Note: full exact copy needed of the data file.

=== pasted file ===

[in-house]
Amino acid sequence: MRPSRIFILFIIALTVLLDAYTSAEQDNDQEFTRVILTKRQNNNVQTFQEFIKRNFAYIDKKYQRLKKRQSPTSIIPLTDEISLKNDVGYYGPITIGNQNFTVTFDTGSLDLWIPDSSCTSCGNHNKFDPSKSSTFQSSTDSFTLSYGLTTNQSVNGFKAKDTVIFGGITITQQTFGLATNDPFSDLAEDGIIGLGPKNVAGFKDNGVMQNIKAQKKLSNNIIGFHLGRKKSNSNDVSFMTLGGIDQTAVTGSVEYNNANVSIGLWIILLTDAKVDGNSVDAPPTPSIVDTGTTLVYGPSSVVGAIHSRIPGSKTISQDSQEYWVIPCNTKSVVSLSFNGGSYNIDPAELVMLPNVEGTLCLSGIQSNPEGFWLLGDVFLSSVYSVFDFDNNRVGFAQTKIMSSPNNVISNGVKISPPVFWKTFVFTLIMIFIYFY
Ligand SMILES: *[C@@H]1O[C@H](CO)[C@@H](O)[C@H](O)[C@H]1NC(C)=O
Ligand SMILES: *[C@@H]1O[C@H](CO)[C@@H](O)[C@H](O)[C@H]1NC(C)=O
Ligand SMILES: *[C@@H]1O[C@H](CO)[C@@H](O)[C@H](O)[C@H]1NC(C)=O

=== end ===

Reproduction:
[in-house]
Amino acid sequence: MRPSRIFILFIIALTVLLDAYTSAEQDNDQEFTRVILTKRQNNNVQTFQEFIKRNFAYIDKKYQRLKKRQSPTSIIPLTDEISLKNDVGYYGPITIGNQNFTVTFDTGSLDLWIPDSSCTSCGNHNKFDPSKSSTFQSSTDSFTLSYGLTTNQSVNGFKAKDTVIFGGITITQQTFGLATNDPFSDLAEDGIIGLGPKNVAGFKDNGVMQNIKAQKKLSNNIIGFHLGRKKSNSNDVSFMTLGGIDQTAVTGSVEYNNANVSIGLWIILLTDAKVDGNSVDAPPTPSIVDTGTTLVYGPSSVVGAIHSRIPGSKTISQDSQEYWVIPCNTKSVVSLSFNGGSYNIDPAELVMLPNVEGTLCLSGIQSNPEGFWLLGDVFLSSVYSVFDFDNNRVGFAQTKIMSSPNNVISNGVKISPPVFWKTFVFTLIMIFIYFY
Ligand SMILES: *[C@@H]1O[C@H](CO)[C@@H](O)[C@H](O)[C@H]1NC(C)=O
Ligand SMILES: *[C@@H]1O[C@H](CO)[C@@H](O)[C@H](O)[C@H]1NC(C)=O
Ligand SMILES: *[C@@H]1O[C@H](CO)[C@@H](O)[C@H](O)[C@H]1NC(C)=O